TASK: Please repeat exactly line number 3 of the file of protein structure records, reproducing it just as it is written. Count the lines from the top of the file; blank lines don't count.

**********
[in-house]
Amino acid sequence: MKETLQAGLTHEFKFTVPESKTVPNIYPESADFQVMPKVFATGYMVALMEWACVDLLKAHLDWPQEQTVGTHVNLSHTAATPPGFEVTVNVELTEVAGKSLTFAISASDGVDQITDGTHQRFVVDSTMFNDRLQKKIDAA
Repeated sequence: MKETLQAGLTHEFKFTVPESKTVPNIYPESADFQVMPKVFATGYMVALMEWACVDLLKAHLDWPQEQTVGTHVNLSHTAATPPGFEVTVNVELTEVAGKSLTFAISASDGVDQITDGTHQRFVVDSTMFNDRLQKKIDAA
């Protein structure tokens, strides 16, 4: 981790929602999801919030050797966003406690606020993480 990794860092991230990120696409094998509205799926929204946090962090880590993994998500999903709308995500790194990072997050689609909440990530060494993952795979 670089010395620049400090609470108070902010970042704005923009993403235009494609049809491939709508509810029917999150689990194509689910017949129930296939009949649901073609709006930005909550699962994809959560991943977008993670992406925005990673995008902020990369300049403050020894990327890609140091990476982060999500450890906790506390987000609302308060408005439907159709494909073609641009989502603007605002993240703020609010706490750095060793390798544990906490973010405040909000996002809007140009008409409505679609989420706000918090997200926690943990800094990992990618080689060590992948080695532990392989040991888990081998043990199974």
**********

Repeated sequence: MKETLQAGLTHEFKFTVPESKTVPNIYPESADFQVMPKVFATGYMVALMEWACVDLLKAHLDWPQEQTVGTHVNLSHTAATPPGFEVTVNVELTEVAGKSLTFAISASDGVDQITDGTHQRFVVDSTMFNDRLQKKIDAA